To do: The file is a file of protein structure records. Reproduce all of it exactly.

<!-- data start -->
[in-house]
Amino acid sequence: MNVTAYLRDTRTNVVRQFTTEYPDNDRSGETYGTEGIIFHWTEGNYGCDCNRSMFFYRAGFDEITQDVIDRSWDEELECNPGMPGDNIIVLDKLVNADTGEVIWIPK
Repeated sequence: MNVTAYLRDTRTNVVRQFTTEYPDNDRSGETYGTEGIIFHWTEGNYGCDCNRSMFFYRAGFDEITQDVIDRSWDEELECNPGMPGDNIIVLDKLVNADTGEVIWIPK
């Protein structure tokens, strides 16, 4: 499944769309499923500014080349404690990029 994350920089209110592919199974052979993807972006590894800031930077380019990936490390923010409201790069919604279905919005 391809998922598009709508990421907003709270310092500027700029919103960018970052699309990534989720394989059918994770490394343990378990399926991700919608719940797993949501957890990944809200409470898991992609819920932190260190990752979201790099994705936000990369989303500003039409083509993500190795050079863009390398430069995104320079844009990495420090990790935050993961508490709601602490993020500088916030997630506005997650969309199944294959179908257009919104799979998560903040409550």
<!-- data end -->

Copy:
[in-house]
Amino acid sequence: MNVTAYLRDTRTNVVRQFTTEYPDNDRSGETYGTEGIIFHWTEGNYGCDCNRSMFFYRAGFDEITQDVIDRSWDEELECNPGMPGDNIIVLDKLVNADTGEVIWIPK
Repeated sequence: MNVTAYLRDTRTNVVRQFTTEYPDNDRSGETYGTEGIIFHWTEGNYGCDCNRSMFFYRAGFDEITQDVIDRSWDEELECNPGMPGDNIIVLDKLVNADTGEVIWIPK
């Protein structure tokens, strides 16, 4: 499944769309499923500014080349404690990029 994350920089209110592919199974052979993807972006590894800031930077380019990936490390923010409201790069919604279905919005 391809998922598009709508990421907003709270310092500027700029919103960018970052699309990534989720394989059918994770490394343990378990399926991700919608719940797993949501957890990944809200409470898991992609819920932190260190990752979201790099994705936000990369989303500003039409083509993500190795050079863009390398430069995104320079844009990495420090990790935050993961508490709601602490993020500088916030997630506005997650969309199944294959179908257009919104799979998560903040409550």